Home » Volume 10 / 2006 » Issue 4 »
Harvesting and Ginning a Cotton with a Fragile Seed Coat
Carlos B. Armijo, Greg A. Holt, Kevin D. Baker, Sidney E. Hughs, Edward M. Barnes, and Marvis N. Gillum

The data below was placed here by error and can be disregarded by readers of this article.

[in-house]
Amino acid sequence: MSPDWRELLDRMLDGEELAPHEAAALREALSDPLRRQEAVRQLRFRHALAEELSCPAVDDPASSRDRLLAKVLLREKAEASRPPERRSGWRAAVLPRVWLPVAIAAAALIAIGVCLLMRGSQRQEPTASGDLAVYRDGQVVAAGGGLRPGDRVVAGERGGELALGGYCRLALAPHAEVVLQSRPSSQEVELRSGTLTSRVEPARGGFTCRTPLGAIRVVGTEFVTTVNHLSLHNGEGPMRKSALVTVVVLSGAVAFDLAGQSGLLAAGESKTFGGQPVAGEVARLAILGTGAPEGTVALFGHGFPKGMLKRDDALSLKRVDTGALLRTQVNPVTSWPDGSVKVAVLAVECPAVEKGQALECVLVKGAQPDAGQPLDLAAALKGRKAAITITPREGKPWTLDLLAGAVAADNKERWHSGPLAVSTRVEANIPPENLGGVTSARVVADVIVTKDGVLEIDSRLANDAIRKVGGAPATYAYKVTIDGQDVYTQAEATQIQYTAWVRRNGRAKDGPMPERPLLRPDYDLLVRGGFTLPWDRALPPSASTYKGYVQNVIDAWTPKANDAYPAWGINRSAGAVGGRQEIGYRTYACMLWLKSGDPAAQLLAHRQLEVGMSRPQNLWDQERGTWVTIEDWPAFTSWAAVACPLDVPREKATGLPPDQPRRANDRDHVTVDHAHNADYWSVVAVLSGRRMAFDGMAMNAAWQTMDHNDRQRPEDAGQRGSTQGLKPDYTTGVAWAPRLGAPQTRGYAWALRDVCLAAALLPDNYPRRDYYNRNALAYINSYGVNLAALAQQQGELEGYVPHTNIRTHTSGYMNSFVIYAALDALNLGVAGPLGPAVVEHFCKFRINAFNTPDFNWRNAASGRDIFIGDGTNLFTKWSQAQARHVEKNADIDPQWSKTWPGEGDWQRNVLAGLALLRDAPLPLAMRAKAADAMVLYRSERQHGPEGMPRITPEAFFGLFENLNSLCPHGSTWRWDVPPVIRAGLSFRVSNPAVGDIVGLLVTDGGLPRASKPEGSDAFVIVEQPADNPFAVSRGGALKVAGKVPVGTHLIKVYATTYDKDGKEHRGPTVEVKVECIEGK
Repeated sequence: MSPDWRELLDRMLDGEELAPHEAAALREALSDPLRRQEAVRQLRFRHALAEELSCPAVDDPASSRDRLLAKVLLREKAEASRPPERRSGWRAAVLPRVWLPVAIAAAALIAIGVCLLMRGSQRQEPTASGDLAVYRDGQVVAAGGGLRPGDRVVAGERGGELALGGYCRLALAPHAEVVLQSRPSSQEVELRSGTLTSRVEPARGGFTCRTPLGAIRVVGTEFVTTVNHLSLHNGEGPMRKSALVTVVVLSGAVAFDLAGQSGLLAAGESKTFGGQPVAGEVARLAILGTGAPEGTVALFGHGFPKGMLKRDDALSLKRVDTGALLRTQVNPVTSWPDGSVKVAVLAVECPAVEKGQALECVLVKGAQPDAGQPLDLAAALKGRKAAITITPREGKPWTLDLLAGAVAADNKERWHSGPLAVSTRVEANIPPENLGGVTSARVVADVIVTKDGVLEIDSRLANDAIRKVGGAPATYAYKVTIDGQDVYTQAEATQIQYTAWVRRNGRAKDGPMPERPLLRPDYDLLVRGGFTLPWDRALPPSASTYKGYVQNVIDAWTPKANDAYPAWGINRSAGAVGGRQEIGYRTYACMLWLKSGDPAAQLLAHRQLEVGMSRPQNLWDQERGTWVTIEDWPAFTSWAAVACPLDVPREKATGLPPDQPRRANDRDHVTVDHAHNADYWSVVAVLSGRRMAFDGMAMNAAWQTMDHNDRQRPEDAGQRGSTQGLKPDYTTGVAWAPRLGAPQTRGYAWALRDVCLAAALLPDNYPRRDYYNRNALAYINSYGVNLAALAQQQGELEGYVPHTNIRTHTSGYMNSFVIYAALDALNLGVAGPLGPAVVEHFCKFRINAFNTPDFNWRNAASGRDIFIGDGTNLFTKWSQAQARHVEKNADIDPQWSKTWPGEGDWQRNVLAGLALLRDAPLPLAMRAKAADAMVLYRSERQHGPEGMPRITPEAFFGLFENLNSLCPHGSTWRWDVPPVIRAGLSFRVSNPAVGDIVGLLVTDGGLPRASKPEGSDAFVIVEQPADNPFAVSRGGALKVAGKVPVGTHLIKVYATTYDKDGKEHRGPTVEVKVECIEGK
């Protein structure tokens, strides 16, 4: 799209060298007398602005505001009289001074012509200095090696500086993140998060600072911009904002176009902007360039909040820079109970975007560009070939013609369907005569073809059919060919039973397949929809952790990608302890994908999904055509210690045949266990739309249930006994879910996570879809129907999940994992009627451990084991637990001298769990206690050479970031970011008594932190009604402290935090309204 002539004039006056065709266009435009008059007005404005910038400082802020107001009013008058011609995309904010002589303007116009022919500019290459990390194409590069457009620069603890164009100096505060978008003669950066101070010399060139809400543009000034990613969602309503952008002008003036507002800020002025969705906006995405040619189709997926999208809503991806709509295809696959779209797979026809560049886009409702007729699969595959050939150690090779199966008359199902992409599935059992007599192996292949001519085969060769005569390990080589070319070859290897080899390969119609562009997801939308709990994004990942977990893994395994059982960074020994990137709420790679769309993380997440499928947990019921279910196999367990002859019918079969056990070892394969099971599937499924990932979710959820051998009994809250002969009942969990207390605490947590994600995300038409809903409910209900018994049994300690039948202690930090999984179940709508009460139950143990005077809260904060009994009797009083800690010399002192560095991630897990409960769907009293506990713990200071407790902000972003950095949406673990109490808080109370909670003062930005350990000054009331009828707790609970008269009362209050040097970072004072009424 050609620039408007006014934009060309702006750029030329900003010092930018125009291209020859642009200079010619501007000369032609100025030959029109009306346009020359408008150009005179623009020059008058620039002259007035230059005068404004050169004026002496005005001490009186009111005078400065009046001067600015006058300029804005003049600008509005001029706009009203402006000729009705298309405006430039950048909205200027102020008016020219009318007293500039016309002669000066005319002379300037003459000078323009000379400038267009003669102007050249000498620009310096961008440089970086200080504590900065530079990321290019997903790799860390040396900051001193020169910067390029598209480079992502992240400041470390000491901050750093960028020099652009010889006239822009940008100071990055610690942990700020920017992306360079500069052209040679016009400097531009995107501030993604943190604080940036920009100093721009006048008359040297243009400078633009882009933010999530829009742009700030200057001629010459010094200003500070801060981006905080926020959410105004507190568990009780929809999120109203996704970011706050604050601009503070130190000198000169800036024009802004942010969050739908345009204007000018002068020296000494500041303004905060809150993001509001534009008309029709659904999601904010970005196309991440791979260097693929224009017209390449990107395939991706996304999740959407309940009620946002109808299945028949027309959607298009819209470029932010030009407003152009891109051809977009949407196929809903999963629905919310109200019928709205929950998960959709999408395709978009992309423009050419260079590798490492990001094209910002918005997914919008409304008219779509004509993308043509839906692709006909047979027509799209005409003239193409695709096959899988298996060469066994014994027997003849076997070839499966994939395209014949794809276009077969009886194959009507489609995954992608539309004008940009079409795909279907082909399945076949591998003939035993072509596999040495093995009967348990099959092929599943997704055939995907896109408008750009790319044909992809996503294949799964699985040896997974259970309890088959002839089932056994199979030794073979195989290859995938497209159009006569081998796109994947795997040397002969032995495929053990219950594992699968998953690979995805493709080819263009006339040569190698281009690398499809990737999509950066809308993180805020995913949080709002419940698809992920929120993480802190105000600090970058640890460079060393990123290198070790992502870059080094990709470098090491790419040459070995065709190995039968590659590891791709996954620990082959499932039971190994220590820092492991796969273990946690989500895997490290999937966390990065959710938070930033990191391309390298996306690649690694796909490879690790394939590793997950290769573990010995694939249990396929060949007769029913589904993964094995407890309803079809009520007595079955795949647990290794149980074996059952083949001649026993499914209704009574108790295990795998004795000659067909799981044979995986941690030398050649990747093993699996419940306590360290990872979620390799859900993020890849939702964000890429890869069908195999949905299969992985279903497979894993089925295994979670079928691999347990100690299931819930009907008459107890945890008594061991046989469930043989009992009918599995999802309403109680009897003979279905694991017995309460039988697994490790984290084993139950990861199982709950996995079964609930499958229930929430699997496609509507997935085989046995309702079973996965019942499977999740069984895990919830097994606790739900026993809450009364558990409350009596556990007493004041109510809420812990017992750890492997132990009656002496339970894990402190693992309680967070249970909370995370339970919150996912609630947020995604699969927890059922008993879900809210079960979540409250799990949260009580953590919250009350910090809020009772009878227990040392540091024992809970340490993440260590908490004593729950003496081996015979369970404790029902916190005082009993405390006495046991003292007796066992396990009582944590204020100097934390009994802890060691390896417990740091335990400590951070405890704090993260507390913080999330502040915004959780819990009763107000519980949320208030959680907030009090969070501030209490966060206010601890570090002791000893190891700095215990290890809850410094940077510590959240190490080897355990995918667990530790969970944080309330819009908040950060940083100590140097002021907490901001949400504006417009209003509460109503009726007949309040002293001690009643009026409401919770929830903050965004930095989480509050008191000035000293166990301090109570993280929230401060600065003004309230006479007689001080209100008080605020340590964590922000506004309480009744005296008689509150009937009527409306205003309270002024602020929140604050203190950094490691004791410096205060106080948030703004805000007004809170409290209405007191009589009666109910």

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Seed coat fragments that remain in fiber after the ginning process cause problems during the spinning process and ultimately affect the quality of finished goods. An experiment was conducted to determine the effect of harvesting and saw ginning methods on an upland cultivar known to have fragile seed coats. Three harvester (picker) treatments examined the effects of spindle diameter and spindle speed. Four saw ginning treatments examined the affects of the type of seed roll box and seed roll density on seed coat fragments in the ginned fiber. When compared with a commercial cultivar, the cultivar with a fragile seed coat contained many favorable fiber properties, but seed coat nep count and visible foreign matter content were higher. Fiber length was longest and short fiber content and seed coat nep count were lowest with the 13-mm (1/2-in) spindle compared with the other harvesting treatments. Increasing spindle diameter to 16-mm (5/8-in) and spindle speed of the 16-mm spindle by 45% increased seed coat nep count. In addition, fiber length was longer with the traditional and conveyor-tube seed roll boxes than with the paddle-roll box. Ginning with the conveyor-tube box at 40% of the normal conveyor-tube box rate produced the lowest short fiber content and the best HVI color grade. The paddle-roll box had the fewest seed coat neps and lowest total trash and visible foreign matter content, but it also had the lowest AFIS fiber length and the highest short fiber content.